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There Was No Plan For A Mars Attacks Dice Game

From gallery of PhilReed
I can almost remember the first time I encountered the classic Mars Attacks! trading cards. It had to have been 1983 or 1984, in that weird window of time when Star Wars was still vital to my survival and giant transforming robots hadn't yet conquered my imagination.

A friend of a friend found a few of the original trading cards at a garage sale on base—I was living on the Grand Forks Air Force Base at the time—and I was excited as soon as he showed them to me. These cards were disgusting! Violent. Beautiful. Everything about these cards made me love them and want them.

I did not get the cards.

***


Fast forward roughly a decade later to 1994. By this time I was significantly older—I'll pretend that I aged one decade in ten years, but anyone who has met me knows I actually age at a rate faster than normal humans—and I saw the Topps Mars Attacks! comic books. I had to have them. Those strange and violent Martians were finally mine.

I enjoyed the Topps comic books, but I didn’t get the original 1962 trading cards even when Topps reissued them. What was wrong with me? I've no idea. Clearly, I was broken in some way.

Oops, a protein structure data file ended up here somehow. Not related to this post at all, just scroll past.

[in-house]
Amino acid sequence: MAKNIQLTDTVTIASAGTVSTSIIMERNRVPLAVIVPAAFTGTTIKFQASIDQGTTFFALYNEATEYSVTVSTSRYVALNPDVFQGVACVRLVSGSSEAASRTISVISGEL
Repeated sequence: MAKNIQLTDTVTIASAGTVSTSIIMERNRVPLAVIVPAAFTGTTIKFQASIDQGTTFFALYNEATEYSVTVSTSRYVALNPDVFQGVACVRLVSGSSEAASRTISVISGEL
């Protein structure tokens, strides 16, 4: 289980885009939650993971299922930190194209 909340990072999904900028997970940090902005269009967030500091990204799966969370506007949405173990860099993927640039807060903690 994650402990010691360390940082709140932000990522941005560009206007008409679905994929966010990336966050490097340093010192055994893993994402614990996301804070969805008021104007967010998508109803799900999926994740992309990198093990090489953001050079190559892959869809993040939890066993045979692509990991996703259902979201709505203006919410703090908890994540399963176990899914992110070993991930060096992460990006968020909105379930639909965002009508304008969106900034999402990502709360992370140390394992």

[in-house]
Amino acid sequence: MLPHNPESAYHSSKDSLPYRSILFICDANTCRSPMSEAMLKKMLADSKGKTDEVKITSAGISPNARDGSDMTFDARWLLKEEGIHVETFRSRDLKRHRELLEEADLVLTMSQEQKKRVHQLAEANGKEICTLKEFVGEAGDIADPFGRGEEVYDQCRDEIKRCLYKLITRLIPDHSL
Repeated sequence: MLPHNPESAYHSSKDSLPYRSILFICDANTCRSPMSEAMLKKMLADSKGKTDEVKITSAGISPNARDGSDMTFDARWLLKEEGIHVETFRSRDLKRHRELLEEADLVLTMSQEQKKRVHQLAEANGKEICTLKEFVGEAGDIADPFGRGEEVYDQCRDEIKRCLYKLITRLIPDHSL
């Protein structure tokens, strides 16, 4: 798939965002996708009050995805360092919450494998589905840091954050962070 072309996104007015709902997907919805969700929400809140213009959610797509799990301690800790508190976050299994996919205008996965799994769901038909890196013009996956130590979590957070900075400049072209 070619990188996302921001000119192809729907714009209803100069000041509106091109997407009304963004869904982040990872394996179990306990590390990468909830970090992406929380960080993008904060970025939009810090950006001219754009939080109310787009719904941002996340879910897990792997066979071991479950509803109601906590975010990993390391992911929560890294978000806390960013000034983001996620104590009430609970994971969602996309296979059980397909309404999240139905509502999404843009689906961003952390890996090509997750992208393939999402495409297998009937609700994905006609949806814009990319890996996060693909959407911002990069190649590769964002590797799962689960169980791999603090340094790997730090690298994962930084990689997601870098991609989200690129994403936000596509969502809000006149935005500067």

***


Jump almost two decades into 2012, and Mars Attacks! again entered my life. I met Adam Levine, Topps' mastermind behind bringing those crazy Martians to a larger audience, at a toy exhibition during the New York Toy Fair. Adam and I knew each other by reputation only, but we experienced a creative spark that couldn't be ignored while we chatted. We quickly made plans for an expansion to the Munchkin Apocalypse game, and Steve went to work designing cards.

***


Two more years passed. The Munchkin Apocalypse: Mars Attacks! expansion was just starting to ship to stores when my brain latched onto an idea. "How," my randomly organized brain asked, "can we reskin Zombie Dice to work as a Mars Attacks! dice game?"

Board Game: Zombie Dice
I took the question with me on an early Sunday morning walk in January. Thought after thought bashed into my skull as I walked until, a good three or four miles later, I had an idea. Unfortunately, this was one of those rare walks without my phone, so I was forced to rush home so that I didn’t forget the game ideas.

As soon as I got home, I sent two emails.

Steve, Sam, and Ross all received an email in which I outlined the basic mechanics of the game. In that first email were the dice icons and mix, the card mechanism, and the concept of some cards having special effects. The details, as any creative knows, can be worked out later. Right now, I just had to share the rough idea and make sure the others agreed that it was a game we should pursue.

Adam received an email in which I ran through the game concept and asked permission to proceed. I was acting as if my mail to Steve, Sam, and Ross had already generated a favorable response.

Adam replied 15 minutes later (yes, many of us work every day) with a "Yes!" Before noon that Sunday, I had everything in place to begin working on Mars Attacks: The Dice Game.

Realistically, though, my work was done. It was time to hand off the project to others.
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